Thursday, October 13th


Arlie Russell Hochschild: "Strangers in their Own Land: Anger and Mourning on the American Right"

You are invited to meet author Arlie Russell Hochschild “Üat the corner of empathy and analysis to unveil the “deep story” motivating the Trump voter. “ÜCelebrate her new book,

Strangers in their Own Land: Anger and Mourning on the American Right / A Journey to the Heart of Our Political Divide

Why would denizens of one of the poorest”Ü, “Ümost polluted states in the nation, Louisiana, be overwhelmingly in favor of Donald Trump, who has promise”Üd”Ü to “Ü”get rid of” “Ü the E”Ünvironmental Protection Agency “Üand cut taxes on corporations and the rich? It’s not about economic self interest, it’s about what Arlie Hochschild calls emotional self interest “Ü (a needed phrase that ought to take off in the media.) Specifically, “Üamong the tea-party people of Louisiana, it’s wounded pride “Übecause her subjects”Ü feel “Üthat coastal liberals “Üha”Üve”Ü made them “Üinto”Ü strangers in their own land, watching helplessly as “Übig government generously aid”Üs”Ü minorities and women “Üwhile leaving them out.

To bridge the ҆emotional ҆divide, Hӆochschild spent the last five years doing fieldwork in Lake
Charlesӆ, ҆ӆLouisiana, seeing the world through Cajun eyesӆ, while documenting soaring rates of pollution, poor health, and low life expectancy. ҆ӆBack in Berkeley, where she is a preeminent UC based sociologist, Hochschild distilled her findings through her deep academic knowledge. She ҆now ҆brings ҆us ҆a report rich with empathy and sorrow for ҆her confidants, riddled with disagreement and frustration, and elevated by ҆theӆ wisest social science theory ҆available combined ҆ӆwith the ҆real ҆feelings of people she came to know as friends. ҆It is a consummate demonstration of what great sociology can accomplish, and should deepen all of our upcoming conversations about Trump voters.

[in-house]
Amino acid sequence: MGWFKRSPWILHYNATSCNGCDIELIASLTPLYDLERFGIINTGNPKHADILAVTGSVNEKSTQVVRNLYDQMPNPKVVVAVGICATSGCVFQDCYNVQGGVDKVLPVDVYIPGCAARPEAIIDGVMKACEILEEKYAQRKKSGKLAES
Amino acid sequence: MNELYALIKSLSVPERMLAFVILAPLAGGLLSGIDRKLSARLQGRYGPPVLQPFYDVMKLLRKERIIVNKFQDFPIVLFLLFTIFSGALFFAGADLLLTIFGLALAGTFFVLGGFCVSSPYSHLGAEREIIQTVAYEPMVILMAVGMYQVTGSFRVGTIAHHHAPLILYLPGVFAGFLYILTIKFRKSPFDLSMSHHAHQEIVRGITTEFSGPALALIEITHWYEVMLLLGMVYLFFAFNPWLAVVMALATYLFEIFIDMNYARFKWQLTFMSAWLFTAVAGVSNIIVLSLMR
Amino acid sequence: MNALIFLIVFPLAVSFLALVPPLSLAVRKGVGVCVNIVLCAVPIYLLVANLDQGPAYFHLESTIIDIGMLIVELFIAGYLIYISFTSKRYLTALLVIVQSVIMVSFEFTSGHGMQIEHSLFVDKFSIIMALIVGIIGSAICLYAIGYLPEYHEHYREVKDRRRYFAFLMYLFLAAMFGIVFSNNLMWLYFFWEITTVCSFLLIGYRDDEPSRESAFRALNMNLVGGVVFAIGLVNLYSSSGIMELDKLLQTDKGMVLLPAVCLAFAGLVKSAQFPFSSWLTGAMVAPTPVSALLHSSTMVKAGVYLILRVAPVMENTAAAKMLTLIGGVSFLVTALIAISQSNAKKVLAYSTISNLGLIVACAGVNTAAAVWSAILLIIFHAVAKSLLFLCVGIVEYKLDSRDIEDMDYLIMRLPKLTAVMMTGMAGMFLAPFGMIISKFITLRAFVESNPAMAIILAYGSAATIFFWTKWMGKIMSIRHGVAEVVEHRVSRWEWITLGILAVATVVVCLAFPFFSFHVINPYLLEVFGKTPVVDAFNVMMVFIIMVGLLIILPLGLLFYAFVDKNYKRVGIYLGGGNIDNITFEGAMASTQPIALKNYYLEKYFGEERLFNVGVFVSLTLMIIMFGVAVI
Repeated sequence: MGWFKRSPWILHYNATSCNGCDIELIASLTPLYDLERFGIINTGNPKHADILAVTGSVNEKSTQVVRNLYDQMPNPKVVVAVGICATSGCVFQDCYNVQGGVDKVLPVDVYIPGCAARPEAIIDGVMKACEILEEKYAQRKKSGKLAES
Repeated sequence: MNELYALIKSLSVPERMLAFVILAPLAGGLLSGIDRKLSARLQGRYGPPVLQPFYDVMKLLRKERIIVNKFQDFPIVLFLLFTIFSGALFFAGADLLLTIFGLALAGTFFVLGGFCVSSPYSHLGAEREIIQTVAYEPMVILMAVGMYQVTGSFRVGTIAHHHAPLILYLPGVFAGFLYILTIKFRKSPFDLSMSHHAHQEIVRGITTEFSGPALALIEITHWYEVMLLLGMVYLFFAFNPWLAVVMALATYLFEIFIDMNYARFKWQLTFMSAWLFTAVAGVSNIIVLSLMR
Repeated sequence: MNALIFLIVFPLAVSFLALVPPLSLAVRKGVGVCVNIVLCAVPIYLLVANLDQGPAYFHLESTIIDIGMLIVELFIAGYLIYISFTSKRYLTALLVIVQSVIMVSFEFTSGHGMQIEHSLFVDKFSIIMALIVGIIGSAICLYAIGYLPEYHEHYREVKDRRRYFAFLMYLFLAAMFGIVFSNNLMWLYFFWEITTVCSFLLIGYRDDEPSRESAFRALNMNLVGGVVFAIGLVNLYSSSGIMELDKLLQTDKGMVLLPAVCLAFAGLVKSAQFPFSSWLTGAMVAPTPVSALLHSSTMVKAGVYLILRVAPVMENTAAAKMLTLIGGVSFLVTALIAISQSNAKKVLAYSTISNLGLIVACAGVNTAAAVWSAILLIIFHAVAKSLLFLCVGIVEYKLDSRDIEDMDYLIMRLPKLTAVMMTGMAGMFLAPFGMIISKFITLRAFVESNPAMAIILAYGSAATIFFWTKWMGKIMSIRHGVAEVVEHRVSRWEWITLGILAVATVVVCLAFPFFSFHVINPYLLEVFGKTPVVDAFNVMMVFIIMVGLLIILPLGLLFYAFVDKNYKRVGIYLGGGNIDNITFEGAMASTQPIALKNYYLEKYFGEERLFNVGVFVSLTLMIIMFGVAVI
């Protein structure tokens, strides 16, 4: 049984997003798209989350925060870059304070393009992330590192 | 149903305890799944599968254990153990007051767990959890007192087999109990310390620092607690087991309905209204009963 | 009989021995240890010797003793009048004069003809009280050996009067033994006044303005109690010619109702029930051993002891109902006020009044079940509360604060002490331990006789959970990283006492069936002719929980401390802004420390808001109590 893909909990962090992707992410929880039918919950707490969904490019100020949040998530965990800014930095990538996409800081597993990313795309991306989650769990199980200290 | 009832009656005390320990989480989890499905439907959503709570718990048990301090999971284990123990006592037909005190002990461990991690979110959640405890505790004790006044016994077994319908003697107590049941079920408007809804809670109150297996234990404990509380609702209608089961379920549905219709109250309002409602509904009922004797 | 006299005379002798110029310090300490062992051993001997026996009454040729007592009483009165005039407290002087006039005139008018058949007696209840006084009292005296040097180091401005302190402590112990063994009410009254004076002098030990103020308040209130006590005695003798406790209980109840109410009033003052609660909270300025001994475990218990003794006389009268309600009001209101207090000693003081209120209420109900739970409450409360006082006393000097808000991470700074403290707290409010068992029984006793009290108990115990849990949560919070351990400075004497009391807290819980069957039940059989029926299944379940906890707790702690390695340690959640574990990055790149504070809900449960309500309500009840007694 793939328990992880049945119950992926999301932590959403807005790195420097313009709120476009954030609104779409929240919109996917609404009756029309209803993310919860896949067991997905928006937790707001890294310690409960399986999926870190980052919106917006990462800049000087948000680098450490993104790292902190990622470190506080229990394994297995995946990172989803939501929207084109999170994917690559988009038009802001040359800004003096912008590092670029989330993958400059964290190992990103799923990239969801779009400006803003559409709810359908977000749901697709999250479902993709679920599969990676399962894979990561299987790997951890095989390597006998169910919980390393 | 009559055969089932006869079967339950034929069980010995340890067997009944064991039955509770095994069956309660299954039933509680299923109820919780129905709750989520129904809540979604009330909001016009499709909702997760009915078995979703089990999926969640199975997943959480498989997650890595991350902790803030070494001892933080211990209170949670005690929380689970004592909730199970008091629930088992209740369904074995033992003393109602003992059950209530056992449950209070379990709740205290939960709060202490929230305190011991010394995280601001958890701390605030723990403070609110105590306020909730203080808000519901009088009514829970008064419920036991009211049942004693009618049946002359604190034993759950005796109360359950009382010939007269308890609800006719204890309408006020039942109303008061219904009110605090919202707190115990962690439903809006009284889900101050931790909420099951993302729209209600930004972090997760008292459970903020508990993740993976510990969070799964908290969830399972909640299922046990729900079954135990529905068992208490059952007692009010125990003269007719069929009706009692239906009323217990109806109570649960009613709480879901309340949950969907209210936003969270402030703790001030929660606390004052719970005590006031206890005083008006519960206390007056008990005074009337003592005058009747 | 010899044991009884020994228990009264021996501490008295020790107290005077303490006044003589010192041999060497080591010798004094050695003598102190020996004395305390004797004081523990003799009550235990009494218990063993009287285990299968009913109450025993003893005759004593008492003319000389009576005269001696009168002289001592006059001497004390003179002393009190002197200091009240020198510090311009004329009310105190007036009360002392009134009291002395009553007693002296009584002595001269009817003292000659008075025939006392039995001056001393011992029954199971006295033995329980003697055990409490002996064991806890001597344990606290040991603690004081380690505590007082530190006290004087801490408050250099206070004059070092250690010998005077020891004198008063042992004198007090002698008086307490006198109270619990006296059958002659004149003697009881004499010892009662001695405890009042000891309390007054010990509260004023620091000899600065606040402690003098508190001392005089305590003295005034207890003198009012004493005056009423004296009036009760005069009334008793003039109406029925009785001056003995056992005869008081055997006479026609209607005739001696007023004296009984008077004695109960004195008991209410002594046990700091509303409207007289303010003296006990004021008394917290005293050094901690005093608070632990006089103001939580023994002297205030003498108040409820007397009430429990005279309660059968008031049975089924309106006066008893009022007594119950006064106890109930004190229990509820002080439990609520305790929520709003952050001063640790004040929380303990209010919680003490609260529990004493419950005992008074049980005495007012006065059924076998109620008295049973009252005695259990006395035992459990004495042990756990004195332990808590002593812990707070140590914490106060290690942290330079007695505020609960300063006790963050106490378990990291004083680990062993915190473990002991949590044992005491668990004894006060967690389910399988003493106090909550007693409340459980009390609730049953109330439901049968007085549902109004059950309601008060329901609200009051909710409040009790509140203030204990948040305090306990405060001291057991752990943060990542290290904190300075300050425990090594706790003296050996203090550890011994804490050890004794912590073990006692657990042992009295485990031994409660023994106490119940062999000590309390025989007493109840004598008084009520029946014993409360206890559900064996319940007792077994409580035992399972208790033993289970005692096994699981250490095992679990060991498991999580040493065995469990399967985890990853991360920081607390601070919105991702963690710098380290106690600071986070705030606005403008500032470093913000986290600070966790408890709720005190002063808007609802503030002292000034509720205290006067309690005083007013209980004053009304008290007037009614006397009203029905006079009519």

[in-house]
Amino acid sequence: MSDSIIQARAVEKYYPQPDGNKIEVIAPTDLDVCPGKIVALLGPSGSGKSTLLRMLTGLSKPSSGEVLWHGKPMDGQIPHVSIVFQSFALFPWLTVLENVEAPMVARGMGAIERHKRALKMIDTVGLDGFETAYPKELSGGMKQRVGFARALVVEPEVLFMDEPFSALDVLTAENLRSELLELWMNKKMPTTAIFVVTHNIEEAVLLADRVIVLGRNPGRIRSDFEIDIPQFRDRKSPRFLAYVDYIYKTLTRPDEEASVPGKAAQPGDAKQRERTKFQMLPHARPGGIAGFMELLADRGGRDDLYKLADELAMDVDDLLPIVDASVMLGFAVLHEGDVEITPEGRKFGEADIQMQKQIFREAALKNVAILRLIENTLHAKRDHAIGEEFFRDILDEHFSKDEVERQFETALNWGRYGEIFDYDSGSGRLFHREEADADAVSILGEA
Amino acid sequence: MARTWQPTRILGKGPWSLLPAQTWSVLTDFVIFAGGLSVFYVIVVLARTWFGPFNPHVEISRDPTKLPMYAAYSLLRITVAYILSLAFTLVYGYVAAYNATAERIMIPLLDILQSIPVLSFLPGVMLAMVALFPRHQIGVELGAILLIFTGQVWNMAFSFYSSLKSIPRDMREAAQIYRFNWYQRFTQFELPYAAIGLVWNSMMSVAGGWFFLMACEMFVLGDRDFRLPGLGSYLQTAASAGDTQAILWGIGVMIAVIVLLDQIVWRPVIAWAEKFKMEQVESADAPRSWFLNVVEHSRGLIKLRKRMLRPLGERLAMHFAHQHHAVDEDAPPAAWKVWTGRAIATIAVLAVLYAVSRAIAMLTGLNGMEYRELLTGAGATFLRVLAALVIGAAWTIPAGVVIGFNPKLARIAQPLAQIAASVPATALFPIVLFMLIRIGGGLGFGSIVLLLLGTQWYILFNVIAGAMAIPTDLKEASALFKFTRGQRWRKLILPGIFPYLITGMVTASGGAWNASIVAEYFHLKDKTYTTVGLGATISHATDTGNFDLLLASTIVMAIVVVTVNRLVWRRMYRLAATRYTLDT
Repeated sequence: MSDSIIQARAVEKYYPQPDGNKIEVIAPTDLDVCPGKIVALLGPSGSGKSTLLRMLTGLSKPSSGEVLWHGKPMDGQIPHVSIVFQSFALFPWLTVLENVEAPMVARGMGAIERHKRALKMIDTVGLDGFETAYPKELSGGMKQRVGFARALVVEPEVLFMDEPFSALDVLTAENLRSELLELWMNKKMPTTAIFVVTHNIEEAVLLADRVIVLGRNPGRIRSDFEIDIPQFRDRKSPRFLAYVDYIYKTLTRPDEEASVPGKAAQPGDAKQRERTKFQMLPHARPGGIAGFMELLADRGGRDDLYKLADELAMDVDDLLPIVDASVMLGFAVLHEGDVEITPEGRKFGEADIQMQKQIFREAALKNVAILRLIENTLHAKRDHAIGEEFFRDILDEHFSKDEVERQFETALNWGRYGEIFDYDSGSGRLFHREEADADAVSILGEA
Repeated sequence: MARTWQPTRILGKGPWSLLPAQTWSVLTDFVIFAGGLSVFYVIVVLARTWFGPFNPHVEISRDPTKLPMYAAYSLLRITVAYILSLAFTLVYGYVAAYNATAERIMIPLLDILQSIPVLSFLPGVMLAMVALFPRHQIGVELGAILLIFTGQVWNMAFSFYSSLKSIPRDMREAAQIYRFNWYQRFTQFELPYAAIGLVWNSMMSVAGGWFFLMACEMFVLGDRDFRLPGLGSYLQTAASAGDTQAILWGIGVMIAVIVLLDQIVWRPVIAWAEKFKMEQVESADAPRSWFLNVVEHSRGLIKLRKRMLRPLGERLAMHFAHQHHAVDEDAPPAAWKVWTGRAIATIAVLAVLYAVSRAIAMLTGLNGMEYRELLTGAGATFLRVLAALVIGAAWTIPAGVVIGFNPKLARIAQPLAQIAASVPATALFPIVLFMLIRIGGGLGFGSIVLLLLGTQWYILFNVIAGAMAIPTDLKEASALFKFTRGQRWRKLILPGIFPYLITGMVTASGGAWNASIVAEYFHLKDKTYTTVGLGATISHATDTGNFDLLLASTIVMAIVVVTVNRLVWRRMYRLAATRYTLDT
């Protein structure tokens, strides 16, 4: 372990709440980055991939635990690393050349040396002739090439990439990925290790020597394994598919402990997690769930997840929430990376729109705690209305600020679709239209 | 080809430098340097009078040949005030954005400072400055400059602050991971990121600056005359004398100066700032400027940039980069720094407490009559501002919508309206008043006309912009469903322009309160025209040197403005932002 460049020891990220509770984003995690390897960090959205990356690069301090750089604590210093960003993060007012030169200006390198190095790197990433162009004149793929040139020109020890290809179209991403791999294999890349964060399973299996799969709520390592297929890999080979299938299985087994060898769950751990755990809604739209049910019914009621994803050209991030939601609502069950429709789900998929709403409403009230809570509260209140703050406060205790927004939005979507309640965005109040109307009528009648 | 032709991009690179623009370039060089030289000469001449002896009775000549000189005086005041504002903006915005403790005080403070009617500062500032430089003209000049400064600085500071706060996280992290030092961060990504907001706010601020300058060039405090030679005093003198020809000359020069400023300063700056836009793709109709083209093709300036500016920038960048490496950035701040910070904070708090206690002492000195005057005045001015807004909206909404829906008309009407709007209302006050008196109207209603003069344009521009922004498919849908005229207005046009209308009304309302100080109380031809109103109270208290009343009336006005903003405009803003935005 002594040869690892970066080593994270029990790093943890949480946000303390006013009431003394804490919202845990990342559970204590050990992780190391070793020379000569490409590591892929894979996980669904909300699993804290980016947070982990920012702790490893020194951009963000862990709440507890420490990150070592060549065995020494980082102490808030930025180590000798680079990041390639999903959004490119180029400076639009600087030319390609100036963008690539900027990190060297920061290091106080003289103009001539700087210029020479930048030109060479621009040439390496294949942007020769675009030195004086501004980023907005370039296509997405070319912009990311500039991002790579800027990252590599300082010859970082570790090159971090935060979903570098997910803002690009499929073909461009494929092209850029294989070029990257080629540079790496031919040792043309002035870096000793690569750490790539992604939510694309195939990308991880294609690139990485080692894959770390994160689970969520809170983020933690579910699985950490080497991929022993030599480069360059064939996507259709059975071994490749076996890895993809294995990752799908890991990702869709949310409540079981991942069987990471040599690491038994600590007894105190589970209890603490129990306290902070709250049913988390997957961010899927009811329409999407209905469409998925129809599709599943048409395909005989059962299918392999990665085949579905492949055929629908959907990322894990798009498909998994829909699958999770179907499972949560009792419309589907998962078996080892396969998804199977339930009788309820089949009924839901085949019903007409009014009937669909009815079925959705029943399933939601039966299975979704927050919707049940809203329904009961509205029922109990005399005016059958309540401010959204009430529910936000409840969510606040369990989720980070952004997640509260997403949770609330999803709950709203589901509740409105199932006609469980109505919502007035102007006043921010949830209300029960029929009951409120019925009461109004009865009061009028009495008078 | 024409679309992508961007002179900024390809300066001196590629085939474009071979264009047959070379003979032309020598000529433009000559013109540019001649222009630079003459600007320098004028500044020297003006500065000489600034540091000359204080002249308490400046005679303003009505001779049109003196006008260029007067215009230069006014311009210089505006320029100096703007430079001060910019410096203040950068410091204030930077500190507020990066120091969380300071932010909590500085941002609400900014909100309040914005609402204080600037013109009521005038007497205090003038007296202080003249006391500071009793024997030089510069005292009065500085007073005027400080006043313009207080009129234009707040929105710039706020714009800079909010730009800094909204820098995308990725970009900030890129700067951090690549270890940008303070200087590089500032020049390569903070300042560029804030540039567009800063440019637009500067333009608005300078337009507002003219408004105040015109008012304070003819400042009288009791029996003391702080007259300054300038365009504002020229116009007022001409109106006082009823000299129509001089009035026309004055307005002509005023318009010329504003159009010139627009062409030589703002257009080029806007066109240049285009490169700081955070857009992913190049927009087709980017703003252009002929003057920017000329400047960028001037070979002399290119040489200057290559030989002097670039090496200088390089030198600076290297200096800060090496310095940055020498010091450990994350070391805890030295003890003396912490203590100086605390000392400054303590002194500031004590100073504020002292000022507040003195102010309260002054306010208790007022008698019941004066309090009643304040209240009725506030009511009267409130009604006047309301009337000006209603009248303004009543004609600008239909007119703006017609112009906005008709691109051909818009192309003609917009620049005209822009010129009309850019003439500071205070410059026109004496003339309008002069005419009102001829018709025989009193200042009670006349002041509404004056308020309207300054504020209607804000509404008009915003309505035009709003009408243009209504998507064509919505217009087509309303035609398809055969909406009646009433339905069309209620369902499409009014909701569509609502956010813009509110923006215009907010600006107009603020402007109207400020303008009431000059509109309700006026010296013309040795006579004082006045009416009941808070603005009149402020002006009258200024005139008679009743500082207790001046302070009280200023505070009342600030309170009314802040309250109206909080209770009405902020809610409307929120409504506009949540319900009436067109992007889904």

What can journalists learn from this kind of work? ҆Besides her beautiful writing, two thingsӆ stand out: ҆one is the importance of immersive work ҆ofӆ far greater depth than journalists usually ҆engage inӆ. The other is that we cannot write about ҆societyӆ in deӆtailӆ without hanging our observations on some kind of theoretical structure; to interrogate our mode of analysis is as important as doing the fieldwork itself. Come meet a master of theoretical ҆construction ҆as well as empathӆic ҆communication with her subjects.ӆ Understand how sociology can infuse journalism with depth and fresh vitality.

Books will be available for purchase from Mrs. Dalloway’s Bookstore.

Click here to RSVP for the event.


Library - North Gate Hall

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